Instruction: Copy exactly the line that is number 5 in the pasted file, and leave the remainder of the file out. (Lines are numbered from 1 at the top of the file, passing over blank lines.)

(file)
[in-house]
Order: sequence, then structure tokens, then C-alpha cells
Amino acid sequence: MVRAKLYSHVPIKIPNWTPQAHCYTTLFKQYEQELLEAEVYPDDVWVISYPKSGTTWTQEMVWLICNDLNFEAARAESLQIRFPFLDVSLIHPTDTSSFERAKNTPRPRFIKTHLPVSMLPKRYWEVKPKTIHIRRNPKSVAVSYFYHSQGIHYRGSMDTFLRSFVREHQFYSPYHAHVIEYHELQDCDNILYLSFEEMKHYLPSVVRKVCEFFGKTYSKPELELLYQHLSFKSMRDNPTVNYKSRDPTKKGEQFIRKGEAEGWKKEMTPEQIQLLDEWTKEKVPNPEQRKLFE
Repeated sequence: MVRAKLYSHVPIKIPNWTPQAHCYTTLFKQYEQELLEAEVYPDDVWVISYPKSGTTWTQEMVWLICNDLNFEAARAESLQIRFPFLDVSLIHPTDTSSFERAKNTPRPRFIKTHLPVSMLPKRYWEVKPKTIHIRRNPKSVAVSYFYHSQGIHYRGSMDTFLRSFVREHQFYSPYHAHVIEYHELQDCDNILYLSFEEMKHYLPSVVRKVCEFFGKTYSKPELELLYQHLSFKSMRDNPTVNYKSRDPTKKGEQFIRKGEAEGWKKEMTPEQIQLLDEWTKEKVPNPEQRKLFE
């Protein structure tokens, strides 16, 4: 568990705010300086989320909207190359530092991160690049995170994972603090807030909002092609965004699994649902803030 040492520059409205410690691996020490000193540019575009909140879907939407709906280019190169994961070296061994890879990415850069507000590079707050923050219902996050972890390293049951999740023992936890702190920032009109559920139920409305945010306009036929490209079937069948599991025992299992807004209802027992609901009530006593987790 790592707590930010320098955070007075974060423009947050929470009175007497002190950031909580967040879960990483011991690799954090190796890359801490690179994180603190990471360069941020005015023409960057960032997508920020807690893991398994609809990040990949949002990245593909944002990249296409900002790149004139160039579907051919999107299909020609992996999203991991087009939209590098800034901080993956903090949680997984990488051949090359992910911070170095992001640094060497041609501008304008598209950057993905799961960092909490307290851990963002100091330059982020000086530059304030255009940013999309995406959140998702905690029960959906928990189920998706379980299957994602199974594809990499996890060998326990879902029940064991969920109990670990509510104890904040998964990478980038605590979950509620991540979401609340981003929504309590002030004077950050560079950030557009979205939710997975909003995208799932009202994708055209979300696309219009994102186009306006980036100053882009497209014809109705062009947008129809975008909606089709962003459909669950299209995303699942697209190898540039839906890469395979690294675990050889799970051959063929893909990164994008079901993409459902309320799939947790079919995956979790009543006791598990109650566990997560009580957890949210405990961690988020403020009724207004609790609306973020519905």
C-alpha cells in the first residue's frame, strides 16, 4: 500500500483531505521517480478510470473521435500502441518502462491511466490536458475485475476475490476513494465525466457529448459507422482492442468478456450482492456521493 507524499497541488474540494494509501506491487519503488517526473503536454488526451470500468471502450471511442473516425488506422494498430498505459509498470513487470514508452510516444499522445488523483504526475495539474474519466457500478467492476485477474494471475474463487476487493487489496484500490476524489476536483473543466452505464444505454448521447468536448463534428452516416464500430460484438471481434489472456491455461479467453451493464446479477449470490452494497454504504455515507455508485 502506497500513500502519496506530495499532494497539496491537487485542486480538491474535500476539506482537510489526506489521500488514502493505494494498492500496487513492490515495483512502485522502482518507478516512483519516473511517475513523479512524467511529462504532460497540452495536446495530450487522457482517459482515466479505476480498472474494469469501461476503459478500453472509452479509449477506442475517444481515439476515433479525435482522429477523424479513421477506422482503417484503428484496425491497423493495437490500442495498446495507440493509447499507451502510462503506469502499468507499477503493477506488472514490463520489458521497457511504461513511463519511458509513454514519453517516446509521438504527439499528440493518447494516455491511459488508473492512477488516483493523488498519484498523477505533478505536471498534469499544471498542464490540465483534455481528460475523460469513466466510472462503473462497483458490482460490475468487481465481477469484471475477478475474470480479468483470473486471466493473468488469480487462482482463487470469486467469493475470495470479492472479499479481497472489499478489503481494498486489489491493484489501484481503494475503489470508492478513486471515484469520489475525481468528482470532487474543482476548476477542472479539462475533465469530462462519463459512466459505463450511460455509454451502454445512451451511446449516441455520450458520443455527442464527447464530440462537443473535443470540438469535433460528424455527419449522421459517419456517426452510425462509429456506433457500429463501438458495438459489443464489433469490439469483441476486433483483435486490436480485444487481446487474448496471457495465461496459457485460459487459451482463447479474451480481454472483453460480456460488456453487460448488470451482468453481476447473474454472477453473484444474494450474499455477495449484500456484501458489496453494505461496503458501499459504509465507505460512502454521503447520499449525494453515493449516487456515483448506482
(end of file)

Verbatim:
């Protein structure tokens, strides 16, 4: 568990705010300086989320909207190359530092991160690049995170994972603090807030909002092609965004699994649902803030 040492520059409205410690691996020490000193540019575009909140879907939407709906280019190169994961070296061994890879990415850069507000590079707050923050219902996050972890390293049951999740023992936890702190920032009109559920139920409305945010306009036929490209079937069948599991025992299992807004209802027992609901009530006593987790 790592707590930010320098955070007075974060423009947050929470009175007497002190950031909580967040879960990483011991690799954090190796890359801490690179994180603190990471360069941020005015023409960057960032997508920020807690893991398994609809990040990949949002990245593909944002990249296409900002790149004139160039579907051919999107299909020609992996999203991991087009939209590098800034901080993956903090949680997984990488051949090359992910911070170095992001640094060497041609501008304008598209950057993905799961960092909490307290851990963002100091330059982020000086530059304030255009940013999309995406959140998702905690029960959906928990189920998706379980299957994602199974594809990499996890060998326990879902029940064991969920109990670990509510104890904040998964990478980038605590979950509620991540979401609340981003929504309590002030004077950050560079950030557009979205939710997975909003995208799932009202994708055209979300696309219009994102186009306006980036100053882009497209014809109705062009947008129809975008909606089709962003459909669950299209995303699942697209190898540039839906890469395979690294675990050889799970051959063929893909990164994008079901993409459902309320799939947790079919995956979790009543006791598990109650566990997560009580957890949210405990961690988020403020009724207004609790609306973020519905």